More at: http://h2rc.cse.sc.edu/
Date & Time: Monday, November 16, 8:30AM - 5:00PM
Room: 17B | Event page
Presenters: Tim Mattson (Intel Corporation), Alice Koniges, Simon McIntosh-Smith (University of Bristol)
Heterogeneous computing involves programs running on systems composed of some combination of CPUs, GPUs and other processors critical for high performance computing (HPC). To succeed as a long-term architecture for HPC, however, it is vital that the center of attention shift away from proprietary programming models to standards-based approaches.
This tutorial is a unique blend of a high-level survey and a hands-on introduction to writing portable software for heterogeneous platforms. We will only work with portable APIs and languages supported by vendor-neutral standards. We believe such an approach is critical if the goal is to build a body of software for use across multiple hardware generations and platforms from competing vendors.
We’ll start with OpenCL using the Python interface. By using Python we avoid many of the complexities associated with the host programming API thereby freeing-up more time to focus on the kernel programs that run on the OpenCL devices (such as a GPU or the Intel® Xeon Phi™ coprocessor). Then in the second half of the tutorial, we will shift gears to the OpenMP 4.1 target directive (and associated constructs).
Date & Time: Tuesday, November 17, 5:15PM - 7:00PM
Room: Level 4 – Lobby | Poster page
Session Chairs: Michela Becchi, Manish Parashar, Dorian C. Arnold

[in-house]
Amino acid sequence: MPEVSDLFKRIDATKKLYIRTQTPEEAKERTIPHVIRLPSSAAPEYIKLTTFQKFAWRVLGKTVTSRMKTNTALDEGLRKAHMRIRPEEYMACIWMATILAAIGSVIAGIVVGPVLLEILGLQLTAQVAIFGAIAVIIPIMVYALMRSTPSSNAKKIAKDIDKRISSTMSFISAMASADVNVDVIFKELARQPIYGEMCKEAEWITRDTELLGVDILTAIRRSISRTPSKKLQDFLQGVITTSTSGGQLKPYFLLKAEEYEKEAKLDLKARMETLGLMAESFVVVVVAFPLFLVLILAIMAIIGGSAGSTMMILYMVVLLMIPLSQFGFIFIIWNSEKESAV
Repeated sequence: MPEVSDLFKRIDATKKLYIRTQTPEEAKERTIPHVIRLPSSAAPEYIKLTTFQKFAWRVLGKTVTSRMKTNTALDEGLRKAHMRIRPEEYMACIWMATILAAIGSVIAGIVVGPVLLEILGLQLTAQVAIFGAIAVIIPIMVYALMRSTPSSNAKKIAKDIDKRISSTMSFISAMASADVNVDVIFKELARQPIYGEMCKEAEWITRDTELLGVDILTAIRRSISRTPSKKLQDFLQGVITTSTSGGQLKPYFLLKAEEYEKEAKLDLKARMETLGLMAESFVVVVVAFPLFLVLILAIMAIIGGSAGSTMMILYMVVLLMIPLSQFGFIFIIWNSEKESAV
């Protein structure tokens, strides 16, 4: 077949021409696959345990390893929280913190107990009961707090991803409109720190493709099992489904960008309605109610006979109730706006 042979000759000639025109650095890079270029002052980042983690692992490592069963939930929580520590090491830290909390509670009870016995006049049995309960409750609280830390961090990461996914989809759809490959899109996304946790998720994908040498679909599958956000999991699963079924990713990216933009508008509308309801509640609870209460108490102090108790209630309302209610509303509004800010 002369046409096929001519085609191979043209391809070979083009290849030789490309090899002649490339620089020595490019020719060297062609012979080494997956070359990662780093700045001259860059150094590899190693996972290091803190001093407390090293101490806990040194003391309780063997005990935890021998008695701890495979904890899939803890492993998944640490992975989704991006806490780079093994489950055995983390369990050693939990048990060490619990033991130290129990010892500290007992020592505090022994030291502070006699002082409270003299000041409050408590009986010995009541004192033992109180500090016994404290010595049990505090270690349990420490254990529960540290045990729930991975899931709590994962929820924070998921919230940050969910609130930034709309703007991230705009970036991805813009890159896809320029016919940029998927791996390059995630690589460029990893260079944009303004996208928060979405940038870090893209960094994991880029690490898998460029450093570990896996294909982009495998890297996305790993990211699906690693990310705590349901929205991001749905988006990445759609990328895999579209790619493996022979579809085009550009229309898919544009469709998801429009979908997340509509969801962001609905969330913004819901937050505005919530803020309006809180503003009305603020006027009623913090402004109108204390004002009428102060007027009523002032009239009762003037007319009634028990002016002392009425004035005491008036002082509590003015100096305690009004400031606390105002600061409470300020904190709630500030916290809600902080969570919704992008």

Authors: Ashish Sirasao, Elliott Delaye, Ravi Sunkavalli, Stephen Neuendorffer all from Xilinx
The Smith-Waterman algorithm produces the optimal pairwise alignment between two sequences of proteins or nucleotides and is frequently used as a key component of alignment and variation detection tools for next-generation sequencing data. In this paper an efficient and scalable implementation of the Smith-Waterman algorithm is written in OpenCL and implemented on a Xilinx Virtex-7 FPGA which shows >2x compute performance and 18x-20x performance per watt advantage compared with 12 core and 60 core CPUs. Against a GPU we show a 30% performance advantage and 11.6x better performance per watt. These results were achieved using an off the shelf PCIe accelerator card by optimizing kernel throughput of a systolic array architecture with compiler pipelining of the OpenCL kernels, carefully mapping memories used during computation and adjusting the number of systolic nodes per compute unit to fully utilize the FPGA resources.